Women of Valor: Partisans and Resistance Fighters
Historical Background | Women in the Ghettos | Women Who Organized Rescue Attempts Women as Partisans and Members of the Resistance | Women in the Concentration Camps Faith, Friendship, Art and Education in the Camps and Ghettos
Women in Holocaust Historiography

Historical Background

Throughout the centuries, the most virulent manifestations of European anti-Semitism were usually aimed at men rather than women. Unlike Jewish females, Jewish males were distinguishable from the rest of the population by circumcision, and were viewed as being "maimed in both spirit and body." Anti-Semitic literature, painting, sculpture, cartoons, religious as well as secular, were therefore particularly vehement in their negative depictions of men. Jewish women, by contrast, were much more sympathetically portrayed as exotic beauties, wise, charming, compassionate, and frequently the objects of love for handsome young Christians. This coincided with a popular image of the vivacious, gracious, Jewish intellectual hostesses who presided over many of the nineteenth-century cultural Salons of Vienna. That image, in turn, gradually gave way to the early twentieth century's version of the young Jewish female as social reformer andrevolutionary, with Rosa Luxemburg as the real life prototype.

In European anti-Semitic material in the interwar years, there is a steady increase in the number of Jewish women appearing alongside Jewish men, most noticeably in cartoon caricatures. Rosa Luxemburg herself, although she was a victim rather than a perpetrator of violence, was to become a popular symbol of the evils thought to be threatening German society and womanhood. She and other women activists, Jewish and non Jewish alike, were remembered with fear and loathing as examples of what National Socialism was pledged to prevent.

While the status of the Aryan woman in Nazi Germany was distinctly second class, Jewish women were not just inferior to men, but the entire Aryan race. There as elsewhere the traditional preferred status of Jewish women was on the way to disappearing. The name "Sara" was to be added to that of each Jewish female residing in Nazi Germany. In the anti-Jewish legislation known as the Nuremberg Laws which took effect September 1, 1935, certain statutes were especially pertinent to women, like the Law for the Protection of German Blood, which prohibited marriages and extra-marital intercourse between Jews and Germans, and the law forbidding the employment of German maids under the age of forty-five in Jewish households.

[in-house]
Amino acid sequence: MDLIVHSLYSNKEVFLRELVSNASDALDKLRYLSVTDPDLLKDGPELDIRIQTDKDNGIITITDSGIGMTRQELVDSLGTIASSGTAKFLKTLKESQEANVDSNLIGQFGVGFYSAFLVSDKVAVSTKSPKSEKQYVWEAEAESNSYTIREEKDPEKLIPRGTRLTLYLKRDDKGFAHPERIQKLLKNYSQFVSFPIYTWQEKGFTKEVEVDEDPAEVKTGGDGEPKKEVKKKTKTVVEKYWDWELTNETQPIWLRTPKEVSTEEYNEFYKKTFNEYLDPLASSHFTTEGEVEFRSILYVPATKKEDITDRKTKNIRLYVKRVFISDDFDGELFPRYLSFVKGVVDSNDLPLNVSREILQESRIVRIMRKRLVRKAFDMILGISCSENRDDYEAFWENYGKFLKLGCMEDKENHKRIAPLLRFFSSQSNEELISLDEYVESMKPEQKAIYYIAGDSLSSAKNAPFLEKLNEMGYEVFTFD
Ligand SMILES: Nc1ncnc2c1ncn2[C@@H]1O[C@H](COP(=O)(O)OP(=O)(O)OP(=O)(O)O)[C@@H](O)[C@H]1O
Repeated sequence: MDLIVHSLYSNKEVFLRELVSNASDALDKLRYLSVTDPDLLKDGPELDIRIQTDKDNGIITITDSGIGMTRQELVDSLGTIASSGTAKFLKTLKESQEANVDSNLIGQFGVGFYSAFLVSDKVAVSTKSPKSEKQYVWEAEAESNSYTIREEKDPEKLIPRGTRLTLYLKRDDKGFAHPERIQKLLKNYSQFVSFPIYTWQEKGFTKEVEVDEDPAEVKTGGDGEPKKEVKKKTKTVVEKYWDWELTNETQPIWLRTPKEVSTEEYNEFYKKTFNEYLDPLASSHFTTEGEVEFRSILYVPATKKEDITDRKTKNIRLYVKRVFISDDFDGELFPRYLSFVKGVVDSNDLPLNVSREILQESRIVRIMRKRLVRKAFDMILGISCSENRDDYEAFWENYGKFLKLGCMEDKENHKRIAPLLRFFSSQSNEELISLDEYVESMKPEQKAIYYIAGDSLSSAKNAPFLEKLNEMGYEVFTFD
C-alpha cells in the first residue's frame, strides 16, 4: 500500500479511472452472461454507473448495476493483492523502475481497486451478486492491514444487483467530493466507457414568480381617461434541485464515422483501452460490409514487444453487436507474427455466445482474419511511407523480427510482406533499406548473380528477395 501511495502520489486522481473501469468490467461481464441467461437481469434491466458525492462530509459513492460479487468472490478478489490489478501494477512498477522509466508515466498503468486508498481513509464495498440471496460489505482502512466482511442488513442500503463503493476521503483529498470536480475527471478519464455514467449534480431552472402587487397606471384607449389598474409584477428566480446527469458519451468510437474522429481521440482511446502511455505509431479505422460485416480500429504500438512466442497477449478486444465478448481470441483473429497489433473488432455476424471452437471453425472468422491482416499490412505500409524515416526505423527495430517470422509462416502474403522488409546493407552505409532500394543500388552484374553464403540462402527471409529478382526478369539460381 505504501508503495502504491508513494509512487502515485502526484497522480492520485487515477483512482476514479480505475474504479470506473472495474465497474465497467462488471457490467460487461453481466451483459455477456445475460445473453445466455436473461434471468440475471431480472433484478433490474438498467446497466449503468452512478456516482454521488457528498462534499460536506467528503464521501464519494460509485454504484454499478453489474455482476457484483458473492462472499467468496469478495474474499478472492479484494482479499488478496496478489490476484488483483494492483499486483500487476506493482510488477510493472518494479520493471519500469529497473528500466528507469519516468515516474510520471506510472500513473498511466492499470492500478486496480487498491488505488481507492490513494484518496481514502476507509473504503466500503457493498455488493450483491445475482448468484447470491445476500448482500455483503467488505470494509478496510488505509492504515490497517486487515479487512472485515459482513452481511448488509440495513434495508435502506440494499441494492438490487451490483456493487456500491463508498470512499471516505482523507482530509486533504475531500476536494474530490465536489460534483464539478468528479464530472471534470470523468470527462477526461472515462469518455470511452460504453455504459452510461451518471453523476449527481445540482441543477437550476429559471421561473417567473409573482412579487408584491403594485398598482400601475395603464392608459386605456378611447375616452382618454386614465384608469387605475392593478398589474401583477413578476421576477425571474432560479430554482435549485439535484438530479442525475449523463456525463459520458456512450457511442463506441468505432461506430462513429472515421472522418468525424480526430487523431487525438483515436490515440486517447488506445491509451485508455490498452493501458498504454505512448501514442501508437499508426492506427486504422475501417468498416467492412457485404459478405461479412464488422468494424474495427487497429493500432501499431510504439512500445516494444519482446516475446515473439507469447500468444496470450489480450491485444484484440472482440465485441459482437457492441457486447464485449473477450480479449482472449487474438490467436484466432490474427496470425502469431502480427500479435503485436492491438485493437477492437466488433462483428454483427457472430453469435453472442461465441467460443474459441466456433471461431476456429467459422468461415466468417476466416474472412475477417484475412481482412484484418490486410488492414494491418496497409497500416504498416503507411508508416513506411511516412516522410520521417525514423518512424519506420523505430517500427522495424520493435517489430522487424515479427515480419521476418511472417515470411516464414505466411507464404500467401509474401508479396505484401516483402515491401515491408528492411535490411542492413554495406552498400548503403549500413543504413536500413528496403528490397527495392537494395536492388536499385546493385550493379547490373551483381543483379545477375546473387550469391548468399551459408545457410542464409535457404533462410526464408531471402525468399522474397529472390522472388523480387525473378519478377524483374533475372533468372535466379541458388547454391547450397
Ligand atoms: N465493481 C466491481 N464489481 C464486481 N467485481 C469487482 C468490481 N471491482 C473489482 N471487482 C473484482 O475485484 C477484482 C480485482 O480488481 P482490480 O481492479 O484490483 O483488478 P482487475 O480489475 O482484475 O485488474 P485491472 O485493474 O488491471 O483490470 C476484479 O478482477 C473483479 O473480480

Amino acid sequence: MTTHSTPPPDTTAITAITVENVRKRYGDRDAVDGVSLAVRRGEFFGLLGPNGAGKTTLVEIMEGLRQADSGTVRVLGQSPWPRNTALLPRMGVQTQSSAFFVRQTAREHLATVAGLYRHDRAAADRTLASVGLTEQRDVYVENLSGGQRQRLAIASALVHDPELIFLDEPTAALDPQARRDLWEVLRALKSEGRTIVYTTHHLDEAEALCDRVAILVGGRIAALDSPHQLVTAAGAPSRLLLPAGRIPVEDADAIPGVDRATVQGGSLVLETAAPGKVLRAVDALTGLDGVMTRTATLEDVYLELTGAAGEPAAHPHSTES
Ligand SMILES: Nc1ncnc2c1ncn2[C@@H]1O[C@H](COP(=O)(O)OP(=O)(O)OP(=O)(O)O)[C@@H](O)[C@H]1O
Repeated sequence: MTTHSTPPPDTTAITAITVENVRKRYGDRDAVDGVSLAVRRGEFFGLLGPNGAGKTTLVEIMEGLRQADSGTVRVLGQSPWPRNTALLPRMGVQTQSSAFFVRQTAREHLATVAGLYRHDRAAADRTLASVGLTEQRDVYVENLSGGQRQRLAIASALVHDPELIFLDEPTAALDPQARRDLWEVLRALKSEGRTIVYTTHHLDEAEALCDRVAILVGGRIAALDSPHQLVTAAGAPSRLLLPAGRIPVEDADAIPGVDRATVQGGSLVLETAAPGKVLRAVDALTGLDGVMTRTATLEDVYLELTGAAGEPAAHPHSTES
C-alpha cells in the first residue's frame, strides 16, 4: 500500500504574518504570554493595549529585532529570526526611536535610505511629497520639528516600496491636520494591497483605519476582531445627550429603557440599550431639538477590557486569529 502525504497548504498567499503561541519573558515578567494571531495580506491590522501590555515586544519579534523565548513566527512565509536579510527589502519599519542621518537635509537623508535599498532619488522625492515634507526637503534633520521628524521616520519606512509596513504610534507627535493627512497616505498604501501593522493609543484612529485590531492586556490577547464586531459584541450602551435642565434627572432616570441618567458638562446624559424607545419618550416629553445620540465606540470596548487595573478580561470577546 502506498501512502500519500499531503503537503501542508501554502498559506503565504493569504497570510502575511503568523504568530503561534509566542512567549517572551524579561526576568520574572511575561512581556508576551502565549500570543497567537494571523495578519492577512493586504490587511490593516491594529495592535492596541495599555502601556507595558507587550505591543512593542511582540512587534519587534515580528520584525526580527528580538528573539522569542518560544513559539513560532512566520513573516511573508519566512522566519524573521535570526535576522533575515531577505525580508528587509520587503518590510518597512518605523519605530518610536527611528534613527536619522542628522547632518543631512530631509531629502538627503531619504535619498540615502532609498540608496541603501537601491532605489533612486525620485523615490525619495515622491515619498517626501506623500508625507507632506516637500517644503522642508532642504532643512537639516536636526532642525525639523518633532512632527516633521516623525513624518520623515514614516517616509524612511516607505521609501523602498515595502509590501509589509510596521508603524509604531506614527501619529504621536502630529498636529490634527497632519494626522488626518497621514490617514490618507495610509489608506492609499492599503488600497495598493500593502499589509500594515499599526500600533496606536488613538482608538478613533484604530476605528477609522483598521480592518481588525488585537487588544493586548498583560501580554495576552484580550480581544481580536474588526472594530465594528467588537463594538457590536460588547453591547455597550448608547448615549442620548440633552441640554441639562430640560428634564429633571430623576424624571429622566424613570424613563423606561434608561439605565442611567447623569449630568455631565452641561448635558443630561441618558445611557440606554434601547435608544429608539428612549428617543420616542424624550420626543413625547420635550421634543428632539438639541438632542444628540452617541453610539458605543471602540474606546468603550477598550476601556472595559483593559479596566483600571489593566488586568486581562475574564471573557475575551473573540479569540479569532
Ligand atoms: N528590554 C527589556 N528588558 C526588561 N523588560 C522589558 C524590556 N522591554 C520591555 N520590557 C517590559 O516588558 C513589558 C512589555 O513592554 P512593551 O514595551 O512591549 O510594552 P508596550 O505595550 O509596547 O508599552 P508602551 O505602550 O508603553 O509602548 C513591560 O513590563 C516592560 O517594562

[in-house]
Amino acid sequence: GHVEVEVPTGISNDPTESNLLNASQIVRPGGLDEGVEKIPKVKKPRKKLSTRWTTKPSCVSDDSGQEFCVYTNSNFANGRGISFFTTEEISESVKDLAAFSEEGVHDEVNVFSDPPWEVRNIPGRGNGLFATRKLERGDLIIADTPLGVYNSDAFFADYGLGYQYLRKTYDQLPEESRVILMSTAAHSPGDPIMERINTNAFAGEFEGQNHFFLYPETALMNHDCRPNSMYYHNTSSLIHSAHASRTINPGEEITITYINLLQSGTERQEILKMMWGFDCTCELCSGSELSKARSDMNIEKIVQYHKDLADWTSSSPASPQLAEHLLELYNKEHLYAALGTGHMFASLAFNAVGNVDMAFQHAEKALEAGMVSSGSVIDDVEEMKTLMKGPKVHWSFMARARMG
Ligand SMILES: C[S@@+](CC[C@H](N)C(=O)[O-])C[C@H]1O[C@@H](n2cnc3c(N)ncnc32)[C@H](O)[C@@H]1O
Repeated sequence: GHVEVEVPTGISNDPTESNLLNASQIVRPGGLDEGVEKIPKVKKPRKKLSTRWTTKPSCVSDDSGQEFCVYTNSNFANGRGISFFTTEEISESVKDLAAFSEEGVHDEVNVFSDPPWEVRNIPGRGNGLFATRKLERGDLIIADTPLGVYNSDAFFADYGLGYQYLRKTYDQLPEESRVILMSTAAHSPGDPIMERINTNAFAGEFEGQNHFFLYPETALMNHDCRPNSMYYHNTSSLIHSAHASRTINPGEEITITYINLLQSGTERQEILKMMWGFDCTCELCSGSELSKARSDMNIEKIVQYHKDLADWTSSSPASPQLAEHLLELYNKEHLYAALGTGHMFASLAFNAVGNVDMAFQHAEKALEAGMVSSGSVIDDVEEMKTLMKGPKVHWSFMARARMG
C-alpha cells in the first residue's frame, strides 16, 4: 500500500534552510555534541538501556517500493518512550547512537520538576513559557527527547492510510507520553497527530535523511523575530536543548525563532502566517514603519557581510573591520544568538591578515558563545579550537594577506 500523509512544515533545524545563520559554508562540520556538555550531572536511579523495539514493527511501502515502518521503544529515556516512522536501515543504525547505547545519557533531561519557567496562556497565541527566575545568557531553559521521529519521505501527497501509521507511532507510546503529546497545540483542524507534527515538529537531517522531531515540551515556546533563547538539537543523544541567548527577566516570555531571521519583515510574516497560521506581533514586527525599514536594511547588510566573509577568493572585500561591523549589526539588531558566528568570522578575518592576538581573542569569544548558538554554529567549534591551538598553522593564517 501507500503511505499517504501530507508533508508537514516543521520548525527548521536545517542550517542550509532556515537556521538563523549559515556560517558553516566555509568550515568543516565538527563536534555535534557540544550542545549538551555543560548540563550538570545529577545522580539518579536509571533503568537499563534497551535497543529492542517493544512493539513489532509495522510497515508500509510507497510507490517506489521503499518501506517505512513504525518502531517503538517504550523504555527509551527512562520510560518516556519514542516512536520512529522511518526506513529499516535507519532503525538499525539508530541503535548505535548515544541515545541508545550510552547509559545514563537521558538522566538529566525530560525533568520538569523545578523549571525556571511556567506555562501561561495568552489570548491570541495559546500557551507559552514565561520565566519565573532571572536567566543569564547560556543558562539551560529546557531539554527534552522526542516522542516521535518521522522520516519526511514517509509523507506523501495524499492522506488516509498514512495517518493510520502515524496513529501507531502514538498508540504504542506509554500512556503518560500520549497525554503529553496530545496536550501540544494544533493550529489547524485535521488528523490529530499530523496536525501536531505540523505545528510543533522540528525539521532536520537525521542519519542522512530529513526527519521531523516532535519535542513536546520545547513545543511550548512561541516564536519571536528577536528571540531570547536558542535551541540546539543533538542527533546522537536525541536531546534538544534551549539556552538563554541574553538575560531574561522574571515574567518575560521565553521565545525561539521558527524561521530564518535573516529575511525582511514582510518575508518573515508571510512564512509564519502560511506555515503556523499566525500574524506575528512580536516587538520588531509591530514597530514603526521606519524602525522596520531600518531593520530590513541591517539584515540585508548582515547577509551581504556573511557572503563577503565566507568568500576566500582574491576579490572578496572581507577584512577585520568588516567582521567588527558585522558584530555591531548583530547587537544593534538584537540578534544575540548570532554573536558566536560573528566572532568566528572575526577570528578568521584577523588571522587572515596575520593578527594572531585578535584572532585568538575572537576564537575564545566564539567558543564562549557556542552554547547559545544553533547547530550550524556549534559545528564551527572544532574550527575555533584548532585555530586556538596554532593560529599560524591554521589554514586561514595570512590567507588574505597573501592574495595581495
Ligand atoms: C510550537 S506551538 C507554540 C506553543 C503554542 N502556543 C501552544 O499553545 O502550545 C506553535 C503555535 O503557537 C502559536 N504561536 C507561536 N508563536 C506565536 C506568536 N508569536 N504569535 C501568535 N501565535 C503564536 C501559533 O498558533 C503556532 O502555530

But Jewish women were still exempt from the worst brutalities. During Kristallnacht (Night of the Broken Glass), the first of the Nazis' organized pogroms, whcih occurred on November 9-10, 1938 and involved outbreaks of anti-Semitic violence throughout Germany and Austria, close to one hundred Jewish men were murdered, while many others were beaten and about 30,000 were arrested and deported to the concentration camps of Dachau, Buchenwald and Sachsenhausen. Jewish women, however, were spared both deportation and death, though a number were beaten and raped.

With the outbreak of World War II and throughout the various phases of the Holocaust, Jewish women lost all vestiges of their traditional preferred status. The Einsatzgruppen (mobile killing units which functioned with the aid of local collaborators) massacred hundreds of thousands of Jews, men and women alike, in eastern Poland, the Baltic states and a number of Russian republics. Though the women were often separated from the men on their final journey, their treatment was the same: like the men they were ordered to undress, led in groups of ten to the edge of a trench and shot by firing squads of Germans with the assistance of local collaborators.

In Ejszyszki (currently part of Lithuania), in September 1941, the names of young, pretty Jewish unmarried women were announced from a list supplied by local Poles. Prior to being killed they were led to the nearby bushes and raped by German soldiers. In Libau (Liepaja), Latvia, on December 15 and 17, 1941, mothers were ordered to hold their babies against their shoulders to make them easier targets, and were then murdered themselves.

© Copyright Judy Cohen, 2001.
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